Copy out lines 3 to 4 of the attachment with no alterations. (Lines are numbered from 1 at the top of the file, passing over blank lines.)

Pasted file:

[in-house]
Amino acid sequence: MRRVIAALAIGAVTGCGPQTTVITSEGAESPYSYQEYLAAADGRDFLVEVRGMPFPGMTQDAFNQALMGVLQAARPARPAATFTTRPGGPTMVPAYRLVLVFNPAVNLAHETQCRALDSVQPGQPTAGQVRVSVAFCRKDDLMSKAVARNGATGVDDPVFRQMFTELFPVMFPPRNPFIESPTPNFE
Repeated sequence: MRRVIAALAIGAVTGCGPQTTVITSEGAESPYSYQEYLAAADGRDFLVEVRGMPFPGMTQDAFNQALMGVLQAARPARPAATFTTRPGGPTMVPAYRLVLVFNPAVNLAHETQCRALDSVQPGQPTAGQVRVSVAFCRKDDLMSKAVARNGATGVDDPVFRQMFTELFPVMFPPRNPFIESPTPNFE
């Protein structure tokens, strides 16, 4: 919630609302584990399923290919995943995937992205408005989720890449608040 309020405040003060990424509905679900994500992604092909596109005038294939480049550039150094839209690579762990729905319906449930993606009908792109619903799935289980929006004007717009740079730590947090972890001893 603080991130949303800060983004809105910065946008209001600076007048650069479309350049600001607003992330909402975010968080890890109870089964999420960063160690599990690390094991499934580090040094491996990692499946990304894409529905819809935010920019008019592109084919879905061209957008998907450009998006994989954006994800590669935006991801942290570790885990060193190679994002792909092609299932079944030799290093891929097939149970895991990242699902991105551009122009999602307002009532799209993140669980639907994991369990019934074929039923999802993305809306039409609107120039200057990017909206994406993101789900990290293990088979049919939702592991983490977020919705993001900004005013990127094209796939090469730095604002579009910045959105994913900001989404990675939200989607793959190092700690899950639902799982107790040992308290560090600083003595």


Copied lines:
Repeated sequence: MRRVIAALAIGAVTGCGPQTTVITSEGAESPYSYQEYLAAADGRDFLVEVRGMPFPGMTQDAFNQALMGVLQAARPARPAATFTTRPGGPTMVPAYRLVLVFNPAVNLAHETQCRALDSVQPGQPTAGQVRVSVAFCRKDDLMSKAVARNGATGVDDPVFRQMFTELFPVMFPPRNPFIESPTPNFE
């Protein structure tokens, strides 16, 4: 919630609302584990399923290919995943995937992205408005989720890449608040 309020405040003060990424509905679900994500992604092909596109005038294939480049550039150094839209690579762990729905319906449930993606009908792109619903799935289980929006004007717009740079730590947090972890001893 603080991130949303800060983004809105910065946008209001600076007048650069479309350049600001607003992330909402975010968080890890109870089964999420960063160690599990690390094991499934580090040094491996990692499946990304894409529905819809935010920019008019592109084919879905061209957008998907450009998006994989954006994800590669935006991801942290570790885990060193190679994002792909092609299932079944030799290093891929097939149970895991990242699902991105551009122009999602307002009532799209993140669980639907994991369990019934074929039923999802993305809306039409609107120039200057990017909206994406993101789900990290293990088979049919939702592991983490977020919705993001900004005013990127094209796939090469730095604002579009910045959105994913900001989404990675939200989607793959190092700690899950639902799982107790040992308290560090600083003595």